Frontline Advocacy for School Libraries: How to Add that Personalized Touch Sabrina Carnesi Virginia Learning4Life Coordinator Crittenden Middle School Newport News, Virginia email@example.com
Who is ‘front line’ in the school library?All school library personnel arefront line:• Certified School Librarian• Clerk• Volunteers• Technology Support Specialist(TSS)• Technology Curriculum Instructional Specialist(TCIS)
Here’s what we know…• Legislative advocacy needs to come from others• No one hates libraries• We can provide service & information
To Whom do We Advocate?* Parents / School Alumni Associations / Community Members* Site administrators* Teachers* Other School Librarians• Legislators• School Board Members• Accreditation Agencies• Feeder schools (above and below)* 4 major stakeholders in a school library program – AASL, 2008
Comfort level of advocating?“Who am I to talk to these people?”“I’m just a clerk”“I’m the only library person in my school – no one wants to listen to me”“I don’t want to offend someone”
First Step: learn how to…BRAG!• Great shameless self-promoters know that if they don’t toot their own horn, no one will: – Brag!: The Art of Tooting your own Horn without Blowing It by Peggy Klaus (2004, ISBN - 9780446692786) – http://networkinghq.wordpress .com/2010/02/16/how-to-brag- about-yourself-without-turning- others-off/
Second Step: Get Organized1. Generate a brochure or flyer to hand out to your stakeholders2. Create promotional pitches addressed to the stakeholders using the elevator speech or the bragalogue format3. For more professional presentations when you wish to garner help and support for your library program, organize your library data with the annual “School Libraries Count” survey or “A Planning Guide for Empowering Learners”FORWARD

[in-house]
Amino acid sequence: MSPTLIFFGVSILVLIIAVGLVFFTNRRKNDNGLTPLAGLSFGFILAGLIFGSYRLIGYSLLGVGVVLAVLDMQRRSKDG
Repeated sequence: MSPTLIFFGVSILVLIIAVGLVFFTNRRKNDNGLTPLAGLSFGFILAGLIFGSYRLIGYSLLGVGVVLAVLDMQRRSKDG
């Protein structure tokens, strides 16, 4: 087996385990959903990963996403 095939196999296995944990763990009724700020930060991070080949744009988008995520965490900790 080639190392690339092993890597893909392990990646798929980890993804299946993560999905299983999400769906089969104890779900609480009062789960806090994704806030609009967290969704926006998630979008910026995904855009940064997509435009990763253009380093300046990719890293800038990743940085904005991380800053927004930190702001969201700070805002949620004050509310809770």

• Excerpt from California School Library Association’s “Best Sellers” brochure that is applicable to Virginia school librarians at http://bestsellers4schoollibraries.csla.netBACK
SampleSTANDARD 4 ~ AUDIENCE: PARENTS Based on Common Belief #1 – Reading is a window to the world. I know you want your child to have a successful life. And so do I. We both believe that reading is the key to learning for life and developing new understandings. I invite your support for our afterschool book club by allowing your child to participate. (46 words) N. Silcox – Arlington City Schools November 2009BACK
•“School Libraries Count” is an online longitudinal survey available to the public thisyear from January through May of each year.•All that participates receives a printout of their individual library‟s raw data and how itcompares to similar libraries throughout both the state and nation.
• “A Planning Guide for Empowering Learners” is a program evaluation, planning, implementation and advocacy tool that will ensure school library program planners go beyond the basics to provide goals, priorities, criteria, and general principles for establishing effective library programs. • The guide includes a revised School Library Program Assessment Rubric, a tool that allows school librarians to assess their program on 16 different sets of criteria.” • There is also an online version available which produces bar and pie graphics of your library data: • View these webinars to learn “How the assessment rubric informs your planning process,” “The planning process and getting your school community involved,” and “Using the Planning Guide with „School Libraries Count!‟ personalized results to advocate for your school library program.” http://www.ala.org/ala/mgrps/divs/aasl/guidelinesandstandards/planningguide/planBACK ningguideresources.cfm
How does this work for you?• Talk to people you see every day: tell them something interesting about your job or your program.• Invite them in: don’t make the library hands-off.
Third Step: Show don’t Just Tell Make Your Advocacy Campaign one of Action!• Become more involved (if not already) with staff development and with the school improvement planning team!• Don’t forget to say Thank You to all that are involved in the life of your program!
4 Key Messages of your Advocacy Campaign Should Be:1. Students deserve equitable access to libraries.2. The New Standards provide a blueprint for strong school libraries.3. School librarians collaborate with others to provide instruction, learning strategies, and practice in using the essential learning skills needed in the 21st century.4. Students need to develop skills in sharing knowledge and learning with others, both in face-to-face situations and through technology5. A strong school library = a certified librarian and a full time clerk supported by substantial and consistent funding.